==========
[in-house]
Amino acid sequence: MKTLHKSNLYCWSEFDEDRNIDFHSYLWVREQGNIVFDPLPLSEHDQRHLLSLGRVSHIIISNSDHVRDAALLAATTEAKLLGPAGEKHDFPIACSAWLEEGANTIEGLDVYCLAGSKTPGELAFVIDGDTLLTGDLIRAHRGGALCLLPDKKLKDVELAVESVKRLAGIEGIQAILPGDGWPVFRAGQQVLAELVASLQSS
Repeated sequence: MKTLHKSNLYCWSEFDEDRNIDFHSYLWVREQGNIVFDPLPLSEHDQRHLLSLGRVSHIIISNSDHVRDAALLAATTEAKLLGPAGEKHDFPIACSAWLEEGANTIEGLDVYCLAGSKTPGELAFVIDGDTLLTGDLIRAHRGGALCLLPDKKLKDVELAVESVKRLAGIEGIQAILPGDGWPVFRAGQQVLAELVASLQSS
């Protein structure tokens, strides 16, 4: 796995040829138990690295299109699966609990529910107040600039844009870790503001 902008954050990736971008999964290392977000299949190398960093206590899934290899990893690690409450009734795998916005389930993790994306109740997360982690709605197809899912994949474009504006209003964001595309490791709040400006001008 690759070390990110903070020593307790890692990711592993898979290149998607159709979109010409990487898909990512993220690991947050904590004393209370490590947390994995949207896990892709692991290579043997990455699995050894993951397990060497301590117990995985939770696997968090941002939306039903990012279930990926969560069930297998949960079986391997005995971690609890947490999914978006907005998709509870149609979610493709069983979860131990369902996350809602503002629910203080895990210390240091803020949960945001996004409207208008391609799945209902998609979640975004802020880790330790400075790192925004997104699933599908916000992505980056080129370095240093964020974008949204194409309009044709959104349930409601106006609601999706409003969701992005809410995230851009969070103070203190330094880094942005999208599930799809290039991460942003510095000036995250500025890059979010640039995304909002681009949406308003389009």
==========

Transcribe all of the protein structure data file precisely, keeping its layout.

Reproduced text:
[in-house]
Amino acid sequence: MKTLHKSNLYCWSEFDEDRNIDFHSYLWVREQGNIVFDPLPLSEHDQRHLLSLGRVSHIIISNSDHVRDAALLAATTEAKLLGPAGEKHDFPIACSAWLEEGANTIEGLDVYCLAGSKTPGELAFVIDGDTLLTGDLIRAHRGGALCLLPDKKLKDVELAVESVKRLAGIEGIQAILPGDGWPVFRAGQQVLAELVASLQSS
Repeated sequence: MKTLHKSNLYCWSEFDEDRNIDFHSYLWVREQGNIVFDPLPLSEHDQRHLLSLGRVSHIIISNSDHVRDAALLAATTEAKLLGPAGEKHDFPIACSAWLEEGANTIEGLDVYCLAGSKTPGELAFVIDGDTLLTGDLIRAHRGGALCLLPDKKLKDVELAVESVKRLAGIEGIQAILPGDGWPVFRAGQQVLAELVASLQSS
């Protein structure tokens, strides 16, 4: 796995040829138990690295299109699966609990529910107040600039844009870790503001 902008954050990736971008999964290392977000299949190398960093206590899934290899990893690690409450009734795998916005389930993790994306109740997360982690709605197809899912994949474009504006209003964001595309490791709040400006001008 690759070390990110903070020593307790890692990711592993898979290149998607159709979109010409990487898909990512993220690991947050904590004393209370490590947390994995949207896990892709692991290579043997990455699995050894993951397990060497301590117990995985939770696997968090941002939306039903990012279930990926969560069930297998949960079986391997005995971690609890947490999914978006907005998709509870149609979610493709069983979860131990369902996350809602503002629910203080895990210390240091803020949960945001996004409207208008391609799945209902998609979640975004802020880790330790400075790192925004997104699933599908916000992505980056080129370095240093964020974008949204194409309009044709959104349930409601106006609601999706409003969701992005809410995230851009969070103070203190330094880094942005999208599930799809290039991460942003510095000036995250500025890059979010640039995304909002681009949406308003389009």